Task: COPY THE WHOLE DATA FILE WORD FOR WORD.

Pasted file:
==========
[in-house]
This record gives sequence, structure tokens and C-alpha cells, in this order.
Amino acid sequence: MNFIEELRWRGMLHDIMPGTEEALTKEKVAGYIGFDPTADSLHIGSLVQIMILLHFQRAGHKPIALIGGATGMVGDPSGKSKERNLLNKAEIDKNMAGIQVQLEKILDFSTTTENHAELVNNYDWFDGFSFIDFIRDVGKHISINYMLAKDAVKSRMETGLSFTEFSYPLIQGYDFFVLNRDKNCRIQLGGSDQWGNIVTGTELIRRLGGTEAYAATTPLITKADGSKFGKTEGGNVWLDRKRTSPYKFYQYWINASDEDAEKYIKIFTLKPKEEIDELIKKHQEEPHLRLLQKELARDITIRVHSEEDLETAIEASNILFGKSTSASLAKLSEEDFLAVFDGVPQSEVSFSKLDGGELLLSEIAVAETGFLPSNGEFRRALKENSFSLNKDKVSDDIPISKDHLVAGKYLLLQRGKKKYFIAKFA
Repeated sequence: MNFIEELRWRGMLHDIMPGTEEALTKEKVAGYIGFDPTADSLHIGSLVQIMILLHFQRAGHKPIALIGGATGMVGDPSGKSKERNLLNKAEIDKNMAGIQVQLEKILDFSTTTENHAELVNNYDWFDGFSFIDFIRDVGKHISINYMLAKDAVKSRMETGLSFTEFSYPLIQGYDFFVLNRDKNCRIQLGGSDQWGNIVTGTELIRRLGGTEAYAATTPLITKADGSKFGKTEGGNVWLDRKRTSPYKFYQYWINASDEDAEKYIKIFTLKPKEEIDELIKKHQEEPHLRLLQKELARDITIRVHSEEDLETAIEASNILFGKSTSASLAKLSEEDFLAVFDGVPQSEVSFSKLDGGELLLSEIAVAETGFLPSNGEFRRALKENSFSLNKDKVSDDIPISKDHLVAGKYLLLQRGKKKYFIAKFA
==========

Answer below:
[in-house]
This record gives sequence, structure tokens and C-alpha cells, in this order.
Amino acid sequence: MNFIEELRWRGMLHDIMPGTEEALTKEKVAGYIGFDPTADSLHIGSLVQIMILLHFQRAGHKPIALIGGATGMVGDPSGKSKERNLLNKAEIDKNMAGIQVQLEKILDFSTTTENHAELVNNYDWFDGFSFIDFIRDVGKHISINYMLAKDAVKSRMETGLSFTEFSYPLIQGYDFFVLNRDKNCRIQLGGSDQWGNIVTGTELIRRLGGTEAYAATTPLITKADGSKFGKTEGGNVWLDRKRTSPYKFYQYWINASDEDAEKYIKIFTLKPKEEIDELIKKHQEEPHLRLLQKELARDITIRVHSEEDLETAIEASNILFGKSTSASLAKLSEEDFLAVFDGVPQSEVSFSKLDGGELLLSEIAVAETGFLPSNGEFRRALKENSFSLNKDKVSDDIPISKDHLVAGKYLLLQRGKKKYFIAKFA
Repeated sequence: MNFIEELRWRGMLHDIMPGTEEALTKEKVAGYIGFDPTADSLHIGSLVQIMILLHFQRAGHKPIALIGGATGMVGDPSGKSKERNLLNKAEIDKNMAGIQVQLEKILDFSTTTENHAELVNNYDWFDGFSFIDFIRDVGKHISINYMLAKDAVKSRMETGLSFTEFSYPLIQGYDFFVLNRDKNCRIQLGGSDQWGNIVTGTELIRRLGGTEAYAATTPLITKADGSKFGKTEGGNVWLDRKRTSPYKFYQYWINASDEDAEKYIKIFTLKPKEEIDELIKKHQEEPHLRLLQKELARDITIRVHSEEDLETAIEASNILFGKSTSASLAKLSEEDFLAVFDGVPQSEVSFSKLDGGELLLSEIAVAETGFLPSNGEFRRALKENSFSLNKDKVSDDIPISKDHLVAGKYLLLQRGKKKYFIAKFA